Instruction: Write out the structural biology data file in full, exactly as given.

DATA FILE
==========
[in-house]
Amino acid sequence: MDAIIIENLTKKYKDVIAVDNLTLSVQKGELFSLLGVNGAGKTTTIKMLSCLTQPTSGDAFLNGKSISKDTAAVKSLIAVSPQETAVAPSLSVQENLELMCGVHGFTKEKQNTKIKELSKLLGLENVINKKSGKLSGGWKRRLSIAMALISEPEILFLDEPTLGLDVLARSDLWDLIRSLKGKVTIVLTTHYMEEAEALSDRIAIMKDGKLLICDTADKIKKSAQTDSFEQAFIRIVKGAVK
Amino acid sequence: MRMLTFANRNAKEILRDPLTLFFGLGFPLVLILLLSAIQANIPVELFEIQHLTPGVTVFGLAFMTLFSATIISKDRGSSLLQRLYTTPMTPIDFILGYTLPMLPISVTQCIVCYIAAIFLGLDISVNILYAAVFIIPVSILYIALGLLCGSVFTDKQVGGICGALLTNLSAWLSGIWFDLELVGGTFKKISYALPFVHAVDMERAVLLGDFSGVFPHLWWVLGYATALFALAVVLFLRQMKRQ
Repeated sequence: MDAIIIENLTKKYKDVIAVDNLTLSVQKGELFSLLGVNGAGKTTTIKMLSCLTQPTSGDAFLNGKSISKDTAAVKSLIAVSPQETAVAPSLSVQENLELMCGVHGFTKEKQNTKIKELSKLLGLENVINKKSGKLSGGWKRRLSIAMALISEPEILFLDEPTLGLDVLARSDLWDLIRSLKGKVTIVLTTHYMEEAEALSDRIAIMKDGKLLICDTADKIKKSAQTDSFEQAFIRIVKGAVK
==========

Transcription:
[in-house]
Amino acid sequence: MDAIIIENLTKKYKDVIAVDNLTLSVQKGELFSLLGVNGAGKTTTIKMLSCLTQPTSGDAFLNGKSISKDTAAVKSLIAVSPQETAVAPSLSVQENLELMCGVHGFTKEKQNTKIKELSKLLGLENVINKKSGKLSGGWKRRLSIAMALISEPEILFLDEPTLGLDVLARSDLWDLIRSLKGKVTIVLTTHYMEEAEALSDRIAIMKDGKLLICDTADKIKKSAQTDSFEQAFIRIVKGAVK
Amino acid sequence: MRMLTFANRNAKEILRDPLTLFFGLGFPLVLILLLSAIQANIPVELFEIQHLTPGVTVFGLAFMTLFSATIISKDRGSSLLQRLYTTPMTPIDFILGYTLPMLPISVTQCIVCYIAAIFLGLDISVNILYAAVFIIPVSILYIALGLLCGSVFTDKQVGGICGALLTNLSAWLSGIWFDLELVGGTFKKISYALPFVHAVDMERAVLLGDFSGVFPHLWWVLGYATALFALAVVLFLRQMKRQ
Repeated sequence: MDAIIIENLTKKYKDVIAVDNLTLSVQKGELFSLLGVNGAGKTTTIKMLSCLTQPTSGDAFLNGKSISKDTAAVKSLIAVSPQETAVAPSLSVQENLELMCGVHGFTKEKQNTKIKELSKLLGLENVINKKSGKLSGGWKRRLSIAMALISEPEILFLDEPTLGLDVLARSDLWDLIRSLKGKVTIVLTTHYMEEAEALSDRIAIMKDGKLLICDTADKIKKSAQTDSFEQAFIRIVKGAVK